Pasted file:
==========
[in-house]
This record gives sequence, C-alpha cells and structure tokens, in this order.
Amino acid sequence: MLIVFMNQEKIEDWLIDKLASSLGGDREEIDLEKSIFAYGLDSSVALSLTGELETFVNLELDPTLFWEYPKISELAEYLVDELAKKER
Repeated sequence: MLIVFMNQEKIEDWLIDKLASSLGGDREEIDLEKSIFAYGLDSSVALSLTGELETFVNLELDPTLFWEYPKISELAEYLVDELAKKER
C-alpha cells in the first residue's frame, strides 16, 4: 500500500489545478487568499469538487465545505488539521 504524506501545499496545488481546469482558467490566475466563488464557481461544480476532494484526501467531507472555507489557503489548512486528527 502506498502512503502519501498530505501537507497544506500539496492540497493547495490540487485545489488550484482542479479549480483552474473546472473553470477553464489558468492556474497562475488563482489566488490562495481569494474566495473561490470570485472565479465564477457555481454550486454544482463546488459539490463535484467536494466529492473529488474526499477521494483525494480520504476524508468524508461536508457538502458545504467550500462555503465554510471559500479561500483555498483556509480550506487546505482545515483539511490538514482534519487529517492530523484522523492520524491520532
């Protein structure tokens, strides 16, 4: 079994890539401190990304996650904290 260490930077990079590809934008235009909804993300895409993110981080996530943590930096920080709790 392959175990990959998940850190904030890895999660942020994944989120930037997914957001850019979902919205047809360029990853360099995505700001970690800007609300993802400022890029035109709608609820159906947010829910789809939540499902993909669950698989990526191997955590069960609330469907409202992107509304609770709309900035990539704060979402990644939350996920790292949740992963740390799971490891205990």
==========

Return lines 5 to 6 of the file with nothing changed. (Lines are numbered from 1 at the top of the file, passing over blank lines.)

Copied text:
C-alpha cells in the first residue's frame, strides 16, 4: 500500500489545478487568499469538487465545505488539521 504524506501545499496545488481546469482558467490566475466563488464557481461544480476532494484526501467531507472555507489557503489548512486528527 502506498502512503502519501498530505501537507497544506500539496492540497493547495490540487485545489488550484482542479479549480483552474473546472473553470477553464489558468492556474497562475488563482489566488490562495481569494474566495473561490470570485472565479465564477457555481454550486454544482463546488459539490463535484467536494466529492473529488474526499477521494483525494480520504476524508468524508461536508457538502458545504467550500462555503465554510471559500479561500483555498483556509480550506487546505482545515483539511490538514482534519487529517492530523484522523492520524491520532
């Protein structure tokens, strides 16, 4: 079994890539401190990304996650904290 260490930077990079590809934008235009909804993300895409993110981080996530943590930096920080709790 392959175990990959998940850190904030890895999660942020994944989120930037997914957001850019979902919205047809360029990853360099995505700001970690800007609300993802400022890029035109709608609820159906947010829910789809939540499902993909669950698989990526191997955590069960609330469907409202992107509304609770709309900035990539704060979402990644939350996920790292949740992963740390799971490891205990």